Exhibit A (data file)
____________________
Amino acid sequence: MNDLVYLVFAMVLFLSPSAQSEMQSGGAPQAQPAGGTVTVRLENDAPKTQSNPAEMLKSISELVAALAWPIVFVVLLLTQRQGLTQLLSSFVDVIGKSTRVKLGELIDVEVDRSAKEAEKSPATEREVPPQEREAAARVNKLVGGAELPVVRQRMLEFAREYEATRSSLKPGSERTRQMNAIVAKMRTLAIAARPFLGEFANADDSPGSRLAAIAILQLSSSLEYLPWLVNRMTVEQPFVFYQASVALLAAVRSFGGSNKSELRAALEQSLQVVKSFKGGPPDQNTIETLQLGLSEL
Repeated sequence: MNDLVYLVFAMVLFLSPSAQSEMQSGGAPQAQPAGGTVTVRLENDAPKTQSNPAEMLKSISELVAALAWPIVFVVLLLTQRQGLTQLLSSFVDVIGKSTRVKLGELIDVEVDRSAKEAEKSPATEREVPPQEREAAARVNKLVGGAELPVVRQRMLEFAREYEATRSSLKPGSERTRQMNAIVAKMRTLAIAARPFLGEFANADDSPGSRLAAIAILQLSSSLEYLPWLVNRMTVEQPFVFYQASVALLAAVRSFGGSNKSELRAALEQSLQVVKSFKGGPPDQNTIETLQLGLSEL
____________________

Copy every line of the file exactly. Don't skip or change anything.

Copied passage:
Amino acid sequence: MNDLVYLVFAMVLFLSPSAQSEMQSGGAPQAQPAGGTVTVRLENDAPKTQSNPAEMLKSISELVAALAWPIVFVVLLLTQRQGLTQLLSSFVDVIGKSTRVKLGELIDVEVDRSAKEAEKSPATEREVPPQEREAAARVNKLVGGAELPVVRQRMLEFAREYEATRSSLKPGSERTRQMNAIVAKMRTLAIAARPFLGEFANADDSPGSRLAAIAILQLSSSLEYLPWLVNRMTVEQPFVFYQASVALLAAVRSFGGSNKSELRAALEQSLQVVKSFKGGPPDQNTIETLQLGLSEL
Repeated sequence: MNDLVYLVFAMVLFLSPSAQSEMQSGGAPQAQPAGGTVTVRLENDAPKTQSNPAEMLKSISELVAALAWPIVFVVLLLTQRQGLTQLLSSFVDVIGKSTRVKLGELIDVEVDRSAKEAEKSPATEREVPPQEREAAARVNKLVGGAELPVVRQRMLEFAREYEATRSSLKPGSERTRQMNAIVAKMRTLAIAARPFLGEFANADDSPGSRLAAIAILQLSSSLEYLPWLVNRMTVEQPFVFYQASVALLAAVRSFGGSNKSELRAALEQSLQVVKSFKGGPPDQNTIETLQLGLSEL